So before I get into new places, let me reiterate how much I like Raglan Road. We went twice, and I had the shepherd’s pie and Guinness both times, while my wife and I split the bread-and-butter pudding once. Other dishes I can recommend: The Guinness and onion banger is delicious, served over mashed potatoes and topped with a ladle-full of their beef stew, making it ridiculously hearty; their chicken and sage banger is also very good and a bit lighter than the pork banger, plus it’s a more reasonable portion than the prior dish; and the “pie in the sky” (chicken and mushroom pie) is hearty without being heavy, although it could never reach the heights of a proper steak and mushroom pie. We ordered a side of chips at lunch, and they appeared to be hand-cut. One caution: The Dunbrody Kiss dessert may sound delightful, but the cornflake layer on the bottom turns into a chewy, icky mush, and ruined the dish for me the one time we ordered it back in ’06.

Other than Raglan Road and a couple of breakfasts at Boma, we ate in the parks this time around. Most pleasant surprise was Flame Tree BBQ in Animal Kingdom; it’s real Q, complete with pink smoke ring. They offer pulled pork, shredded beef, ribs (St. Louis), and smoked chicken. My wife went with the pork sandwich; the meat had a mild smoke flavor and was just a little bit dry (unavoidable given the quantities they must smoke and serve). I went with the ribs, which were a little tough but were covered with spicy-sweet bark, the most glorious part of barbecued ribs in my book. The baked beans that came on the side had a smoky molasses flavor, but the corn muffin was nothing more than mushy corn cake. It’s easily one of the best values anywhere on the property.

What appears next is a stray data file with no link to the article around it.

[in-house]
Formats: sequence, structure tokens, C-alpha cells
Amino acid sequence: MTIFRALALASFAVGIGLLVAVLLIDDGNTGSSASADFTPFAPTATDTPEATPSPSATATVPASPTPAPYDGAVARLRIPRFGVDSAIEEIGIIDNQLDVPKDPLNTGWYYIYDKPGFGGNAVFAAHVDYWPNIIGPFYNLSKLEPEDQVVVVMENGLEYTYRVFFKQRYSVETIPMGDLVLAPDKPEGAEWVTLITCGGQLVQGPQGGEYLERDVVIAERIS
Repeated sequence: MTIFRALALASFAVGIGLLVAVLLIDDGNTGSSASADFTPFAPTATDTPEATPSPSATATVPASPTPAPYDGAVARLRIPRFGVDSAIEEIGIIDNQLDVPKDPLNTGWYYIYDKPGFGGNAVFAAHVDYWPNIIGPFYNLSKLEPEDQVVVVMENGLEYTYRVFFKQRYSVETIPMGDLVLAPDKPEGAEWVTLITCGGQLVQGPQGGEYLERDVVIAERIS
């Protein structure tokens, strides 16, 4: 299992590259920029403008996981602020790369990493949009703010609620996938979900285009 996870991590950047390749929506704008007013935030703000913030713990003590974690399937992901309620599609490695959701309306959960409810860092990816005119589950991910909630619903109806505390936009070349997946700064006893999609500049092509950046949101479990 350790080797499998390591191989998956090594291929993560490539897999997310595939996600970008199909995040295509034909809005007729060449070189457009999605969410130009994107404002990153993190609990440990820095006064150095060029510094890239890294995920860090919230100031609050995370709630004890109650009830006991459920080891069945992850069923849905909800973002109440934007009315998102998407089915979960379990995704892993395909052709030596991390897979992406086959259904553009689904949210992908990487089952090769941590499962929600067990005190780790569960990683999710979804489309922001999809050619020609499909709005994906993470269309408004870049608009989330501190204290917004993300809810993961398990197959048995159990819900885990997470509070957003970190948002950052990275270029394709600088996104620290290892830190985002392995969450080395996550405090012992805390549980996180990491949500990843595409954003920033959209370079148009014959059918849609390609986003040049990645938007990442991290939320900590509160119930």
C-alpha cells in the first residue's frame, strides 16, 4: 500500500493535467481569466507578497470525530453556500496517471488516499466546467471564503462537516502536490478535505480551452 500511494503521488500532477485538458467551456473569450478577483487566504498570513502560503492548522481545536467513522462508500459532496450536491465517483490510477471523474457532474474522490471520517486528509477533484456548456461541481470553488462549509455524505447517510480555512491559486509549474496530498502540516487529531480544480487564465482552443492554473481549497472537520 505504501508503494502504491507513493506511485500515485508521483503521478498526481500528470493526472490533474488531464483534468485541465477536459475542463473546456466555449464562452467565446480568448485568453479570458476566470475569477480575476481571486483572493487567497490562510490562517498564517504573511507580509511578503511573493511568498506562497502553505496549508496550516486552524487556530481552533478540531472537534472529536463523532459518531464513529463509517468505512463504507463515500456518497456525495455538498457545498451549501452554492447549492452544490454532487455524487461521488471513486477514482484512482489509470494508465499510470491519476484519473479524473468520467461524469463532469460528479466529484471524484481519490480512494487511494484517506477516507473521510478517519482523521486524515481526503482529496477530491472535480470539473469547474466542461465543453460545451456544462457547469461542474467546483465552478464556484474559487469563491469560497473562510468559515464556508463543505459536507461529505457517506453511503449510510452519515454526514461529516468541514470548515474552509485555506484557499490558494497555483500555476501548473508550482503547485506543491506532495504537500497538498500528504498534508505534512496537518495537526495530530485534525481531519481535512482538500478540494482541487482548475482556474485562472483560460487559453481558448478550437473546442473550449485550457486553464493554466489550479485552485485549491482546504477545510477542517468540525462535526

The Prime Time Café at Hollywood Studios (formerly MGM) had good food, but was way overpriced. We both went with the pot roast, which was very nicely done, with most of the fat cooked out and plenty of well-browned surface area; it sat on top of some ultra-smooth mashed potatoes that served mostly to soak up whatever ran out of the pot roast. At $17 for lunch, it’s a bit dear, and large portions at lunch aren’t a big plus to me. They do make a good chocolate shake, though.

Get the smoked turkey leg if you have to eat at Magic Kingdom, or maybe the tuna on multi-grain bread at Columbia Harbour House. The Kingdom really doesn’t offer much for full-service options, and their quick-service selection isn’t great, either. The Sleepy Hollow stand, tucked in a corner in Liberty Square, has funnel cakes and Mickey waffles, two guilty pleasures.

We ate our way around Epcot, as usual, but hit a few new places this year:

  • The Biergarten in the Germany pavilion, offering a dinner buffet at $27 per adult (not including booze). Dinner buffets don’t usually thrill me, but the selection at this one was excellent, and our server, from northern Germany, told me that most of what was on the tables was authentic German food. The various sausages were all fantastic, as was the warm German potato salad (cider vinegar, mustard, and bacon … seriously). The salmon in dill sauce was solid, although I’d bet I got a piece that hadn’t been sitting under the lamps for long. The beef roulade tasted great but had dried out, while the pork schnitzel (breaded and fried!) was outstanding. Desserts were a disappointment. Live music is part of the appeal, with your typical goofy Disney humor.